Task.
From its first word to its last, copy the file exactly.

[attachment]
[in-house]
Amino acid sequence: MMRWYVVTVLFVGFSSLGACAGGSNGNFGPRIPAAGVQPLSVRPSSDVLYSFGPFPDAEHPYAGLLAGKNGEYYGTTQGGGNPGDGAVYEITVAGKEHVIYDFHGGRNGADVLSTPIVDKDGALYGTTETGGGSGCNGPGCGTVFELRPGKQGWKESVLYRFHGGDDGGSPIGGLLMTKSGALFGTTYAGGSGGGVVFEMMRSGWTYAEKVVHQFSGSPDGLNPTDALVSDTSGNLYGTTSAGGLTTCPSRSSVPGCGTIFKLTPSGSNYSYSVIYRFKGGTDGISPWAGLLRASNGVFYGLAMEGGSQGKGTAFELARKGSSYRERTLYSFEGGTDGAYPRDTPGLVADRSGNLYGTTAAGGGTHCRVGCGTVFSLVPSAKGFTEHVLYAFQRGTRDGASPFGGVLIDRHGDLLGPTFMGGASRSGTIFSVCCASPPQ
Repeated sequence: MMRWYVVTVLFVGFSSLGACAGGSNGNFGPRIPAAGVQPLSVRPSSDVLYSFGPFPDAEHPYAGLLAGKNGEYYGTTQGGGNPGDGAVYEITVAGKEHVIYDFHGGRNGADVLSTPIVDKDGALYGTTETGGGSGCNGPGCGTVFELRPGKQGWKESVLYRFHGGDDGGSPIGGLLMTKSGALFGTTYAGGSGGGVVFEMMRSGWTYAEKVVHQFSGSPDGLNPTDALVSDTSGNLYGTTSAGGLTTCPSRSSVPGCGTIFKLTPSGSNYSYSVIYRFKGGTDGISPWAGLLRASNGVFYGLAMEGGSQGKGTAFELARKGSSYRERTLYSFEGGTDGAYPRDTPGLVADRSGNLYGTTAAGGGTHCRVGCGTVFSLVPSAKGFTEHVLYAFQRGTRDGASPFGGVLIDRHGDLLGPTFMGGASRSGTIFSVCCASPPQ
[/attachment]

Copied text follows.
[in-house]
Amino acid sequence: MMRWYVVTVLFVGFSSLGACAGGSNGNFGPRIPAAGVQPLSVRPSSDVLYSFGPFPDAEHPYAGLLAGKNGEYYGTTQGGGNPGDGAVYEITVAGKEHVIYDFHGGRNGADVLSTPIVDKDGALYGTTETGGGSGCNGPGCGTVFELRPGKQGWKESVLYRFHGGDDGGSPIGGLLMTKSGALFGTTYAGGSGGGVVFEMMRSGWTYAEKVVHQFSGSPDGLNPTDALVSDTSGNLYGTTSAGGLTTCPSRSSVPGCGTIFKLTPSGSNYSYSVIYRFKGGTDGISPWAGLLRASNGVFYGLAMEGGSQGKGTAFELARKGSSYRERTLYSFEGGTDGAYPRDTPGLVADRSGNLYGTTAAGGGTHCRVGCGTVFSLVPSAKGFTEHVLYAFQRGTRDGASPFGGVLIDRHGDLLGPTFMGGASRSGTIFSVCCASPPQ
Repeated sequence: MMRWYVVTVLFVGFSSLGACAGGSNGNFGPRIPAAGVQPLSVRPSSDVLYSFGPFPDAEHPYAGLLAGKNGEYYGTTQGGGNPGDGAVYEITVAGKEHVIYDFHGGRNGADVLSTPIVDKDGALYGTTETGGGSGCNGPGCGTVFELRPGKQGWKESVLYRFHGGDDGGSPIGGLLMTKSGALFGTTYAGGSGGGVVFEMMRSGWTYAEKVVHQFSGSPDGLNPTDALVSDTSGNLYGTTSAGGLTTCPSRSSVPGCGTIFKLTPSGSNYSYSVIYRFKGGTDGISPWAGLLRASNGVFYGLAMEGGSQGKGTAFELARKGSSYRERTLYSFEGGTDGAYPRDTPGLVADRSGNLYGTTAAGGGTHCRVGCGTVFSLVPSAKGFTEHVLYAFQRGTRDGASPFGGVLIDRHGDLLGPTFMGGASRSGTIFSVCCASPPQ